From the ‘Biggest Loser’ contestants and things like Keys’ Minnesota Starvation Experiment we know that in 5 or 6 months, the metabolism can be slowed. For those with adequate stored fat and access to it, I’m not sure there would be a slowdown, and some who have fasted for very long periods seem to not suffer from it, other than what stems from overall decreasing body weight and the lack of energy expenditure for digesting food.

While some people do feel cold while fasting, I don’t think that in a week or two the metabolism is going to be really much affected, i.e. after they start eating again, they’re like they were before. So somewhere out there in time, a month, two, three, four - is where I’m guessing the time for slowdown is, if calorie restriction is what’s driving it.

@Arbre - how long have you been on your current diet?

(Tammy) #136

Hi Sharon, it is well worth the investment to get Dr. Fung’s books “The Obesity Code” & “The Diabetes Code”. (I just finished my second reading of them.) Both of these books have been a wealth of information for me. They are very well written for the average person. Not a while lot of scientific jargon, but explained simply. Read Obesity Code first, then Diabetes Code. Whether we have a diagnosis of diabetes or not (which I did not have, but still quite sure I was insulin resistant), the info hit me like a bolt of lightning! He very sussenctly explains how our metabolism slows as our weight drops. It’s our body’s safety mechanism from starvation mode. Nothing to worry about or beat ourselves up over. Just takes longer to lose those pesky last 20 lbs or so as we get closer to the prize, our goal. #KeepCalmAndKetoOn sister!

(Karen) #137

So if I weigh 165 pounds, and 26% of that is currently fat, and I can get 30 kcal per pound then… I should be able to get 1287 cal from my own body fat. That seems like a lot. Are you sure it’s not kilocalories per kilogram? For me that would mean a lot of calorie restriction to lose any weight at all . And maybe that’s actually true. Please verify, thanks

(Give me bacon, or give me death.) #138

Yep, 165 lb. x .26 x 31.5 (k)cal/lb. (a bit more, actually, than the 30 you were quoting) = 1331.35 (k)cal. Which is why Phinney and Volek found that people in the induction phase of a ketogenic diet who eat to satiety typically eat around 1000 (k)cal less than their energy needs, because their appetite is set at a level that allows the “missing” 1000 (k)cal to come from stored fat. I’m not sure where “calorie restriction” comes into the picture, because you are not restricting calories if your body is telling you to stop eating because you don’t need more food.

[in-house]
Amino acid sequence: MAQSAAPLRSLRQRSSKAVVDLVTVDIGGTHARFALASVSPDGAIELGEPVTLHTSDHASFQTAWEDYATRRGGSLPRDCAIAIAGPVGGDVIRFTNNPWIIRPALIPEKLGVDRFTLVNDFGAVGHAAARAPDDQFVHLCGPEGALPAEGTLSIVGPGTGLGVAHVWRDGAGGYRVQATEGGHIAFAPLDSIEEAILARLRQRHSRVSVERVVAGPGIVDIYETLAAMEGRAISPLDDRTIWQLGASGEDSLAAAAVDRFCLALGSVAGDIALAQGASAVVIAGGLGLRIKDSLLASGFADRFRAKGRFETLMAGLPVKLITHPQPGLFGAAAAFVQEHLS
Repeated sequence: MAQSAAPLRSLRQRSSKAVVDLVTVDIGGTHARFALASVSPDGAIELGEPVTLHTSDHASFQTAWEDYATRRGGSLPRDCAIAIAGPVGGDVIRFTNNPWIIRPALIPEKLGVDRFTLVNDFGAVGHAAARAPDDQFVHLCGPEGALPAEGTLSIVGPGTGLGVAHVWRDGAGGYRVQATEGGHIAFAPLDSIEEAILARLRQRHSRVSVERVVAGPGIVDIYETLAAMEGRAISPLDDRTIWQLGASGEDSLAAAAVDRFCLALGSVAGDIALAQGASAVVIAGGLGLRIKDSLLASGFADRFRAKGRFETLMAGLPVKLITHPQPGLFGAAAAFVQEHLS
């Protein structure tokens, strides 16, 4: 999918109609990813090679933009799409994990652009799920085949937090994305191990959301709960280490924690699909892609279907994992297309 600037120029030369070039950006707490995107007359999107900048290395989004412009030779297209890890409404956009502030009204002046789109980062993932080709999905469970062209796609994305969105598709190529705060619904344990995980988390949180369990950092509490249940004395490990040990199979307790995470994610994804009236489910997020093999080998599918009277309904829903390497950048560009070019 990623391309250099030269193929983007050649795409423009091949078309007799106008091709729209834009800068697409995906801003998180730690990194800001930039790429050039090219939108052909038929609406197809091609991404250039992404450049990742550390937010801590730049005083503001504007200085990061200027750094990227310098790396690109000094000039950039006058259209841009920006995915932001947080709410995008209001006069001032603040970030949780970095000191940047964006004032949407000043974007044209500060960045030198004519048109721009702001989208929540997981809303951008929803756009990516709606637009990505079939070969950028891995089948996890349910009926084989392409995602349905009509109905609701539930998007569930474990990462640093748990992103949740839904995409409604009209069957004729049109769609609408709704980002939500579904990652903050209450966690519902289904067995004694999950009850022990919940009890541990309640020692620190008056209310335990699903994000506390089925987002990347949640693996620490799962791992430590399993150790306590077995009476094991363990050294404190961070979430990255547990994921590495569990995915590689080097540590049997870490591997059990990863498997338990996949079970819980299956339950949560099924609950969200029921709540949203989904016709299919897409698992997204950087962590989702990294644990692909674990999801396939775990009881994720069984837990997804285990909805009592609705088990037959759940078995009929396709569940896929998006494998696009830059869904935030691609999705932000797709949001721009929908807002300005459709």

Note that there is a minimum level of fat that the body wants to retain. In the case of women it’s in the range of 21-23% of total weight, in the case of men around 10-13%. (Women need a larger fat reserve, of course, to support pregnancy and lactation.) As we approach this in-built limit, the amount of fat the body considers excess shrinks, the caloric contribution from dietary must increase (it does so automatically if we continue to eat to satiety), and fat loss slows and eventually ceases.

I highly recommend reading through the following thread, in which @richard explains the issues at length:


@OldDoug I have started my second keto diet (the first one went well, and I maintained my weight for a few years; then I regained them, after a change in my lifestyle) recently.

I remember from my first keto diet that when I lost most of my weight, I was colder than usual in winter.

But I was giving the responsibility to the lack of fat, which naturally acts as a “coat”. Of course, it could be both: the loss of the “fat coat” and the reduction of metabolism.

But even in the case of reduction of metabolism, we should differentiate between absolute reductions (e.g. less muscle is needed to carry the body, less blood pressure is needed …) which in general are “good” from relative reductions (e.g. is the internally generated heat lower than in the case of a “healthy” person, with a stable weight and BMI similar to the ketoer?).

Even though relative reductions may exist, I would like to see the numbers and compare them with the absolute reductions. My intuition is they are not very meaningful. I think most of the reductions are healthy (less blood pressure, less muscle to carry the weight …).

(Karen) #140

Well if I look at a number of calculators to see would a woman of my age and sedentary lifestyle needs to eat by way of calories I come up with somewhere between 1400 and 1500 cal. (I’m 63, I weigh 165 lb, I have 26% body fat, and I have a sedentary lifestyle)

If I can pull almost 1300 cal from my own body fat then I pretty much need to be fasting all the time to lose ANY weight. I will tell you right now that I eat somewhere around 1300 to 1500 cal. I stay below 20 cal, sometimes below 20 total calories, of carbohydrates. I have increased my protein, and reduced my plate fat. The “eating to fat to satiety” is more fat than I normally allow myself to eat. I could probably eat more fat but I’m trying to help my body eat my own fat. I have stayed at about 165 pounds for a solid year.

Either I need to fast, a lot, or maybe just lean protein, no carbs and no fat.

Thank you for the article I will re-read it